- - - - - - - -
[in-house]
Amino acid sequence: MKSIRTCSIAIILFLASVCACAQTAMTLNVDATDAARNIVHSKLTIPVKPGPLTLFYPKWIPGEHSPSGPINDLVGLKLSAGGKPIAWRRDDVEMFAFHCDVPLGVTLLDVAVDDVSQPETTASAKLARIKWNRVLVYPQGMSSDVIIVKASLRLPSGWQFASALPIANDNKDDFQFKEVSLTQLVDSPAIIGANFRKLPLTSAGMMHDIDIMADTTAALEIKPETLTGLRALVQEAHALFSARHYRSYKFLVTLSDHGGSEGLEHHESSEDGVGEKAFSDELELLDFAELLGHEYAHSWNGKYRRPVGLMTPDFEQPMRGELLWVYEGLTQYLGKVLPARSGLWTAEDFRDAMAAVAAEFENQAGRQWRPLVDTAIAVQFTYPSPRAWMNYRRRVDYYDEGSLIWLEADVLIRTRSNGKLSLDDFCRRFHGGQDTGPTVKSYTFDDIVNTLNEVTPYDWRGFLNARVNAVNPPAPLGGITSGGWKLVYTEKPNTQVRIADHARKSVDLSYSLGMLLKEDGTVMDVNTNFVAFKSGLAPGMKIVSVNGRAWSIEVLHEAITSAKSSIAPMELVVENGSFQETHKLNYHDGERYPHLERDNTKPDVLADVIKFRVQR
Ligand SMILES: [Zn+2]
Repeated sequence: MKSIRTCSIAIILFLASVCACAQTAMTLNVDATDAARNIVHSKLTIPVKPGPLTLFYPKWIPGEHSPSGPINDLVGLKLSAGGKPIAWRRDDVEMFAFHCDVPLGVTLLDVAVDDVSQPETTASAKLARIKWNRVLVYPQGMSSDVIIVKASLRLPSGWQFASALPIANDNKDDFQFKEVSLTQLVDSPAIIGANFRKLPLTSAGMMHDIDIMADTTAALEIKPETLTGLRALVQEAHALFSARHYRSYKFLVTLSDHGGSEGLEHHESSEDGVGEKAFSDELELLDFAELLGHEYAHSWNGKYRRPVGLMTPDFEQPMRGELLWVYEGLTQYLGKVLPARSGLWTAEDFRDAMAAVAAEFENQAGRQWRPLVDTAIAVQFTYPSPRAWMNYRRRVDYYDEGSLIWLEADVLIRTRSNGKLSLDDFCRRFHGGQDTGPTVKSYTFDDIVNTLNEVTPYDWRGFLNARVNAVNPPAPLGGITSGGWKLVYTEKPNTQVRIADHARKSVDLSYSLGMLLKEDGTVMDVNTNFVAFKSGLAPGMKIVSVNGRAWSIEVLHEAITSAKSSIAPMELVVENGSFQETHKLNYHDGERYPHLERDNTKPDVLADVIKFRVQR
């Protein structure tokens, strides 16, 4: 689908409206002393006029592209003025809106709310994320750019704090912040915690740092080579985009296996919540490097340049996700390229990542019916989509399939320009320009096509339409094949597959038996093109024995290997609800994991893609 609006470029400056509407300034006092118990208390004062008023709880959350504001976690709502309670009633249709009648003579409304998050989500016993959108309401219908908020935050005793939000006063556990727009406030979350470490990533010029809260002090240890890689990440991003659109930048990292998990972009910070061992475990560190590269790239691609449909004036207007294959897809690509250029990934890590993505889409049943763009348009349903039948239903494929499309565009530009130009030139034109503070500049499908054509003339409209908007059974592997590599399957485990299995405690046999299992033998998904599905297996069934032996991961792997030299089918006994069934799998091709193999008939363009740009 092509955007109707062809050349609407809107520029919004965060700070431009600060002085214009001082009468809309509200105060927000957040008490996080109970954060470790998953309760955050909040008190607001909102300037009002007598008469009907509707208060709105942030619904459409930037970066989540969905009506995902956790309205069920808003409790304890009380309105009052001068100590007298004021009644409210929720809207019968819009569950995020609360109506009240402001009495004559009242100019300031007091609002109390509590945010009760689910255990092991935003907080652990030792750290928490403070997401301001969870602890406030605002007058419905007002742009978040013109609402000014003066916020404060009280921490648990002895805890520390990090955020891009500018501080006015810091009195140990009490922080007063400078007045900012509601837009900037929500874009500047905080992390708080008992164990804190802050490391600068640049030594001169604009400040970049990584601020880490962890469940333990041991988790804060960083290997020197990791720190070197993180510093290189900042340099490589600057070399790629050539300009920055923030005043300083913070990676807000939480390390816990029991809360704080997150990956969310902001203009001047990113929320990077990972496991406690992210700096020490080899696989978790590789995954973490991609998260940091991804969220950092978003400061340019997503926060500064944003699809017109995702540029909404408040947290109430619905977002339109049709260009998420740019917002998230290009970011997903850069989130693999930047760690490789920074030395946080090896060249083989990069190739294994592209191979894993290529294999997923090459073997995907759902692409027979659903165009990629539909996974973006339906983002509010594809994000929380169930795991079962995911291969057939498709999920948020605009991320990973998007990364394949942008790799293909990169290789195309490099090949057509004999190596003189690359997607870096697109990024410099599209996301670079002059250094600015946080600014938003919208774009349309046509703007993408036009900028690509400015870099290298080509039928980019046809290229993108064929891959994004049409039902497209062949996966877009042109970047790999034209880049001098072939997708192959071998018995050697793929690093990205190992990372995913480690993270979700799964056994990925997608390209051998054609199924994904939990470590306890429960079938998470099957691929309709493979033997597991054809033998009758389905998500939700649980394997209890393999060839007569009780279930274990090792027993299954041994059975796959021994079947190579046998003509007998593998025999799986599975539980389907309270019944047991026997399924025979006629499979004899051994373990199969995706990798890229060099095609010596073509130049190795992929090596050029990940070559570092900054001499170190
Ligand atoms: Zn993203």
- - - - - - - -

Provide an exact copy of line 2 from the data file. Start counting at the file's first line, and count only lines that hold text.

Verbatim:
Amino acid sequence: MKSIRTCSIAIILFLASVCACAQTAMTLNVDATDAARNIVHSKLTIPVKPGPLTLFYPKWIPGEHSPSGPINDLVGLKLSAGGKPIAWRRDDVEMFAFHCDVPLGVTLLDVAVDDVSQPETTASAKLARIKWNRVLVYPQGMSSDVIIVKASLRLPSGWQFASALPIANDNKDDFQFKEVSLTQLVDSPAIIGANFRKLPLTSAGMMHDIDIMADTTAALEIKPETLTGLRALVQEAHALFSARHYRSYKFLVTLSDHGGSEGLEHHESSEDGVGEKAFSDELELLDFAELLGHEYAHSWNGKYRRPVGLMTPDFEQPMRGELLWVYEGLTQYLGKVLPARSGLWTAEDFRDAMAAVAAEFENQAGRQWRPLVDTAIAVQFTYPSPRAWMNYRRRVDYYDEGSLIWLEADVLIRTRSNGKLSLDDFCRRFHGGQDTGPTVKSYTFDDIVNTLNEVTPYDWRGFLNARVNAVNPPAPLGGITSGGWKLVYTEKPNTQVRIADHARKSVDLSYSLGMLLKEDGTVMDVNTNFVAFKSGLAPGMKIVSVNGRAWSIEVLHEAITSAKSSIAPMELVVENGSFQETHKLNYHDGERYPHLERDNTKPDVLADVIKFRVQR